Cho Cheng is moving at a pretty good clip for a designer who graduated from Parsons The New School for Design just two years ago.
He has an atelier on Manhattan’s East 63rd Street, a handful of freestanding signature boutiques in China and celebrity clients. In addition, the designer — who is preparing for his first runway show in the tents in February — will sponsor the 2009 Young Friends of Save Venice Ball and is wholesaling his collection in the U.S. Until now, the Chinese-born designer has relied on word-of-mouth recommendations from his well-heeled friends and clients to sell his collection.
Last year, Cheng inherited the five Betty Couture stores in Asia that belonged to his maternal grandmother Betty Char-nuis Clemos, considered to be one of the first fashion designers in China. They are now under his company’s label, Chocheng. He also inherited his grandmother’s design archives.
Although Cheng’s family helps manage his stores, he came up with the seed money to start his business through an impetuous stock investment. After hearing that Martha Stewart was arrested in 2003 for lying about a stock trade, he decided to play the stock market for the first time and bought $50,000 worth of stock in her company, Martha Stewart Living Omnimedia Inc. After her release from prison, however, he disapproved of Stewart’s decision to do a spin-off of “The Apprentice” reality TV show and decided to cash in, making tenfold in the process. That windfall enabled him to leave his full-time gig at Maggie Norris Couture, where he had started as an intern, to venture out on his own.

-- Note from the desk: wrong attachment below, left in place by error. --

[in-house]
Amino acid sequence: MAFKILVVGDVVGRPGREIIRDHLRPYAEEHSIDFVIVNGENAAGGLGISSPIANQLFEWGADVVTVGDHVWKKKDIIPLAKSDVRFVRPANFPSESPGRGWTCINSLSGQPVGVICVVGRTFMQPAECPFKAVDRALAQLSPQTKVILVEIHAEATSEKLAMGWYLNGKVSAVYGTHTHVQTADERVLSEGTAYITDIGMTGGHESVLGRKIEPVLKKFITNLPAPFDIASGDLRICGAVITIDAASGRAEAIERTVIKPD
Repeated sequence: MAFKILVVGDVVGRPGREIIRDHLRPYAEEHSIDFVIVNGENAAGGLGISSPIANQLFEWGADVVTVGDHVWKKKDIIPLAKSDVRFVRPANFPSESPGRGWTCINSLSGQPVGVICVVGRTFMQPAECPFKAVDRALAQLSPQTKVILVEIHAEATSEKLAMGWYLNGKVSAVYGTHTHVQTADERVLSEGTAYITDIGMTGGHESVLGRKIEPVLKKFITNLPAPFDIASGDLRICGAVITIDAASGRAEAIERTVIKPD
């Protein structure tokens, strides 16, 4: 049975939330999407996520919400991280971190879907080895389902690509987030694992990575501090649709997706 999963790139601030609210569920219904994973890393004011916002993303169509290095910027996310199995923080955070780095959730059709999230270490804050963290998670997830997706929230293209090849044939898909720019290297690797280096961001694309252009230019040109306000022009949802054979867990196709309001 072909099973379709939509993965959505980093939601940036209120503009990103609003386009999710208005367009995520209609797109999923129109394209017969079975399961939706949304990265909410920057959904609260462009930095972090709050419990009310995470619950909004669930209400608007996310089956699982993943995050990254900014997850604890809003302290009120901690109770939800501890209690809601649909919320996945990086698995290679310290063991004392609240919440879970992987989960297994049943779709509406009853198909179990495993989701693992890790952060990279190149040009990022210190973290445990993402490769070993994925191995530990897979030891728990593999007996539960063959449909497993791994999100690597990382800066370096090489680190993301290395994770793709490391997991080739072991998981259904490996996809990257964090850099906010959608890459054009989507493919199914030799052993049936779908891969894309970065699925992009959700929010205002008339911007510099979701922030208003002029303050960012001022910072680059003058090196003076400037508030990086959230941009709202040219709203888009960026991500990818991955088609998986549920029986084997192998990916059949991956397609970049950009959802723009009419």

This year, Cho Cheng’s annual volume is $925,000, with the U.S. accounting for about $120,000. The company plans a 27 percent increase in 2009, which Cheng considers to be conservative, given the difficult economic climate.
Olivia Pei, architect I.M. Pei’s granddaughter, helped raise Cheng’s designer profile by wearing one of his made-to-measure gowns, a dramatic black and red style that retails for $40,000, to last year’s Crillon Ball in Paris. Months later, Cheng was delighted when Nicole Kidman commented on what he calls the “marshmallow gown,” a pink poufy taffeta number he designed for his friend Tinsley Mortimer for last year’s Metropolitan Museum of Art Costume Institute Ball. “At first, I thought she was just being nice, but that was a big encouragement for me,” said Cheng, who escorted his friend to the gala.
In building sales, the company aims to broaden its domestic distribution beyond the handful of stores that carry his line. The 30-piece spring collection consists of jackets, skirts, suits, cocktail dresses and evening gowns. Wholesale prices range from $150 for a skirt to $3,000 for a gown. His made-to-measure collection retails from $15,000 to $45,000.
Cheng employs some of the seamstresses who worked for Mary McFadden, and buys handwoven brocade from Scottish mills. “There are still people in Scotland who do this intricate handweaving,” he said, displaying a jacket. In fact, he is so enamored with jackets that the February show is inspired by “The Little Prince,” Antoine de Saint-Exupéry’s velvet jacket-wearing character.
Cheng credits his grandmother with introducing him to the design world and couture show in Paris. While she was known to match the lining of her designs to her clients’ complexions, he is also drawn to the little details— though these times do not allow for such indulgences.
“Back then, people would order from the same designer again and again,” he said.
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